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The weird and difficult intersection of marketing and design - Journal of Omnifarious

Dec. 27th, 2007

04:50 pm - The weird and difficult intersection of marketing and design

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Simplicity is highly overrated according to the author of one of my favorite books on user interface design " The Design of Everyday Things".

Basically, the gist of the article is that apparent complexity is how people judge how powerful a device is. If you want people to believe that you have a spectacular newfangled appliance that does all kinds of neat, useful stuff it had better have tons of knobs and displays to prove it.

Of course, when people get the thing home they are then baffled by it all and complain bitterly about how hard the thing is to use. So one strategy would be to make the apparent complexity an illusion so that people will perceive your product in a positive light while still finding it reasonably simple to use once they get it home.

That's a really hard set of factors to balance though, and it makes me wonder about how the disconnect between appearance and reality will be handled. Will people see through a product that falsely advertises complexity while actually being a poor, low-quality product that doesn't really do anything fancy?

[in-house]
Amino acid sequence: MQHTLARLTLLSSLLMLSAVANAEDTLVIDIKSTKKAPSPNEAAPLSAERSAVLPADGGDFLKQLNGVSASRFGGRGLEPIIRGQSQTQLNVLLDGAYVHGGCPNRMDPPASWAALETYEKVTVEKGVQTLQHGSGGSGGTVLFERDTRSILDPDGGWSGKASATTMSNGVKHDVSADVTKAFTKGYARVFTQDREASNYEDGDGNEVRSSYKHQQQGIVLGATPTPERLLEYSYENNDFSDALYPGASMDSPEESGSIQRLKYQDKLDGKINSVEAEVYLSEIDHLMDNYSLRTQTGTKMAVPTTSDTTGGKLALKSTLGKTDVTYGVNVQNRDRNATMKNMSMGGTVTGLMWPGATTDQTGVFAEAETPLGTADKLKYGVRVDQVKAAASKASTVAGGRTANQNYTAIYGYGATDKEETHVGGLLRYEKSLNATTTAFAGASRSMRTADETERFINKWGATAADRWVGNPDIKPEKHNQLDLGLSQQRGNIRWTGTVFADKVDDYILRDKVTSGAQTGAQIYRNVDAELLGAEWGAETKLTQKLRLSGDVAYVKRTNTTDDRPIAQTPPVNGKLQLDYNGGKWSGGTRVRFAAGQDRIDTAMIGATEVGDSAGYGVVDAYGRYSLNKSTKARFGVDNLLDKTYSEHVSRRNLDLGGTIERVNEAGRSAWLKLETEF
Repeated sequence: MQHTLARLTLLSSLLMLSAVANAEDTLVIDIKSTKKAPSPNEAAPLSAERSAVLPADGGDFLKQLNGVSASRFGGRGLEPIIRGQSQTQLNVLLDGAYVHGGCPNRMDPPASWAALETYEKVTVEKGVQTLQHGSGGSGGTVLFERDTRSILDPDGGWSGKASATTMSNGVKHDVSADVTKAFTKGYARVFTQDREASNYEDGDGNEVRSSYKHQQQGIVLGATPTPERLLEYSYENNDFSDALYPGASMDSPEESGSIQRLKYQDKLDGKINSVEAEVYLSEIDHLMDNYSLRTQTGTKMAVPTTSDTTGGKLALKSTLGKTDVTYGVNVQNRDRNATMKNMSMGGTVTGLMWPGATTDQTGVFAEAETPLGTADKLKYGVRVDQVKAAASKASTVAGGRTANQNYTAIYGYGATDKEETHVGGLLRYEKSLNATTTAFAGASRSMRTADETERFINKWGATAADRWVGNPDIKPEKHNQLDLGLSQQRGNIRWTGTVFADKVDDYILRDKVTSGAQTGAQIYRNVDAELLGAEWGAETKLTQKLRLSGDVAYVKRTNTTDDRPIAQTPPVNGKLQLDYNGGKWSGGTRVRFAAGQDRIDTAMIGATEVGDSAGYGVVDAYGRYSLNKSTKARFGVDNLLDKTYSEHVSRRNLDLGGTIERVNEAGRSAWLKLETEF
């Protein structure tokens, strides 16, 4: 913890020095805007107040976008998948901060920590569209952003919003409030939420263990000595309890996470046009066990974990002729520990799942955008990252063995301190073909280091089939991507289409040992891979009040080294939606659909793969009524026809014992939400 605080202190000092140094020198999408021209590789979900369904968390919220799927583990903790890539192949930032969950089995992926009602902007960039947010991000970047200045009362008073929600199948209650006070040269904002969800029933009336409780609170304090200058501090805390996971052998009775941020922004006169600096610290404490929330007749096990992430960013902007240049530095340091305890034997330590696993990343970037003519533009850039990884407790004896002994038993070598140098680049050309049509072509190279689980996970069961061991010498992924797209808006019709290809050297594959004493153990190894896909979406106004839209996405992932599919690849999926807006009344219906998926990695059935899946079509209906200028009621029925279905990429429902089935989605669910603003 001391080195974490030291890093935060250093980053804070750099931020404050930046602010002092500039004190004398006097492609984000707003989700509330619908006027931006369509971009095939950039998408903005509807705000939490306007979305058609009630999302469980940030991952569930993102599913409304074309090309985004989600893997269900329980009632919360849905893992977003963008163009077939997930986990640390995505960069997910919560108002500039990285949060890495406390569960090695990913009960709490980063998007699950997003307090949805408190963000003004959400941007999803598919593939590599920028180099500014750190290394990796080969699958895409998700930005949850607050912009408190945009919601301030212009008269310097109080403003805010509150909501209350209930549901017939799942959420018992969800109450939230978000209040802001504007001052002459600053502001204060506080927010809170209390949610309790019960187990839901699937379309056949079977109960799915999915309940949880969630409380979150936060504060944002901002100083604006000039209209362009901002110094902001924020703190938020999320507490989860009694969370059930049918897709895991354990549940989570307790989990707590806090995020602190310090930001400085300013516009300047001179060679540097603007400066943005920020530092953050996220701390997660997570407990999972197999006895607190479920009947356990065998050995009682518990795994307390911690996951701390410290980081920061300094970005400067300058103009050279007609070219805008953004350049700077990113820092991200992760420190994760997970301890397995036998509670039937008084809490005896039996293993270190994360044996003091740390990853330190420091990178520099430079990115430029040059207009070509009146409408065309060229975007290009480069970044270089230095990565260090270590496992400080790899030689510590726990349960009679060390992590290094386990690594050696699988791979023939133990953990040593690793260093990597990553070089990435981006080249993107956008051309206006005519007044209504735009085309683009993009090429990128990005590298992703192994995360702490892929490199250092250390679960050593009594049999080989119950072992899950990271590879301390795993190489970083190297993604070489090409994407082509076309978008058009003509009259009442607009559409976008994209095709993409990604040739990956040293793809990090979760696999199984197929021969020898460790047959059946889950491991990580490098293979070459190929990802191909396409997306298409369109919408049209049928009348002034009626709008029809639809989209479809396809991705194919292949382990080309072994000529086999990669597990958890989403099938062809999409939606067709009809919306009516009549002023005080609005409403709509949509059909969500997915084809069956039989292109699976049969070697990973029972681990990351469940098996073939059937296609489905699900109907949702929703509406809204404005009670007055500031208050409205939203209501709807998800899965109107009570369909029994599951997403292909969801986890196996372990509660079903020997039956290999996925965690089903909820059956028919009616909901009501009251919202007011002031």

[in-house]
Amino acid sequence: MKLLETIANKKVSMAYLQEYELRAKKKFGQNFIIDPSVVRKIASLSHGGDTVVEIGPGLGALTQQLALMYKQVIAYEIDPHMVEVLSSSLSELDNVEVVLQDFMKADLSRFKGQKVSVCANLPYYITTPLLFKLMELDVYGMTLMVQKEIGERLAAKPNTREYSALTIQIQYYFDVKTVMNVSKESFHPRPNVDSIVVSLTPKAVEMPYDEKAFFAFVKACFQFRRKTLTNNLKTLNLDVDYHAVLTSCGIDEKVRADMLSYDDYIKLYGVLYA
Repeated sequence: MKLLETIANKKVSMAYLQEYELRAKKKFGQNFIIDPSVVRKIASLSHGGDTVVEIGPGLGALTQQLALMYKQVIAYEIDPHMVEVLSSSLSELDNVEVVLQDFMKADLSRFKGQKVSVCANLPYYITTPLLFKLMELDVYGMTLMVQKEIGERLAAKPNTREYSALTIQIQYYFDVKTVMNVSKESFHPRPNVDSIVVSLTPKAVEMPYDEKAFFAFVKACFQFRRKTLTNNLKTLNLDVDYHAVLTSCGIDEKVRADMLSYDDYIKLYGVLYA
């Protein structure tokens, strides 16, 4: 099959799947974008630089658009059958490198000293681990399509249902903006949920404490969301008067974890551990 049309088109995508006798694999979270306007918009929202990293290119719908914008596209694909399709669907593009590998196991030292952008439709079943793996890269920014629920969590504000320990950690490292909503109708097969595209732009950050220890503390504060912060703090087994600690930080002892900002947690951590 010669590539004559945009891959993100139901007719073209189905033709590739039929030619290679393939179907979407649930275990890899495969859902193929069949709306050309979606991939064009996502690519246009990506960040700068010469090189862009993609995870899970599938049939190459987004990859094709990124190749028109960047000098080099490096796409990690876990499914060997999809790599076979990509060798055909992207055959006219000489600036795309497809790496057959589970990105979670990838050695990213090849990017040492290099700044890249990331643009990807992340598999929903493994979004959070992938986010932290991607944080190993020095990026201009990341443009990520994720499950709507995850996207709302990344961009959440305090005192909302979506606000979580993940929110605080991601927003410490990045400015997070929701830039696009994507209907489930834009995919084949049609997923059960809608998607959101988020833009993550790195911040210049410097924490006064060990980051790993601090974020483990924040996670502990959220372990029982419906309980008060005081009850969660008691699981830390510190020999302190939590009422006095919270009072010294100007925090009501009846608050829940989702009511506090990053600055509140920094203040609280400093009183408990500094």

Current Mood: [mood icon] confused
Current Music: Delerium - Extollere

Comments:

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From:hypatia_j
Date:December 28th, 2007 01:08 am (UTC)
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I'm very fond of Don Norman, thanks for pointing that article out.

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From:hattifattener
Date:December 28th, 2007 02:54 am (UTC)
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A couple of projects I've worked on at work have had that problem (the problem Don Norman is talking about, which is the reverse of the problem you mention). We worked very hard to make as much functionality as possible easily accessible from a simple UI. It should unobtrusively do what you want and get out of your way, right? And people who used it liked it. But people would open up a demo or a bundled copy and be presented with, basically, a blank slate and no good idea what could be done with the program. We eventually added a walkthrough document that would pop up if you hadn't run that version of the program before.
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From:sparklewench
Date:December 28th, 2007 06:57 pm (UTC)
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many very complex activites produce nearly no evidence of their coplexity to the user. Things like good animation, a good DJ, many many complex systems that simply work. Users only notice when they stop working and try to fix the thing how complicated it is. Thus, excellence suffers from invisibility and under-appreciation much of the time.

How about a sleek exterior design with simplicity, flipped open to a bunch of knobs that allow you to screw up the settings. Display it open with knobs showing on the floor, but advise that they keep it closed and only use the on/off once they get it home. Smart users will be irritated by false controls.
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From:klicrai
Date:December 29th, 2007 05:27 am (UTC)
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A company (I believe it was elecrolux) made an exceptionally quiet yet very powerful vacuum once which failed. No one would believe that such a quiet machine was actually doing the job. The made the motor louder and *viola* it sold quite well.
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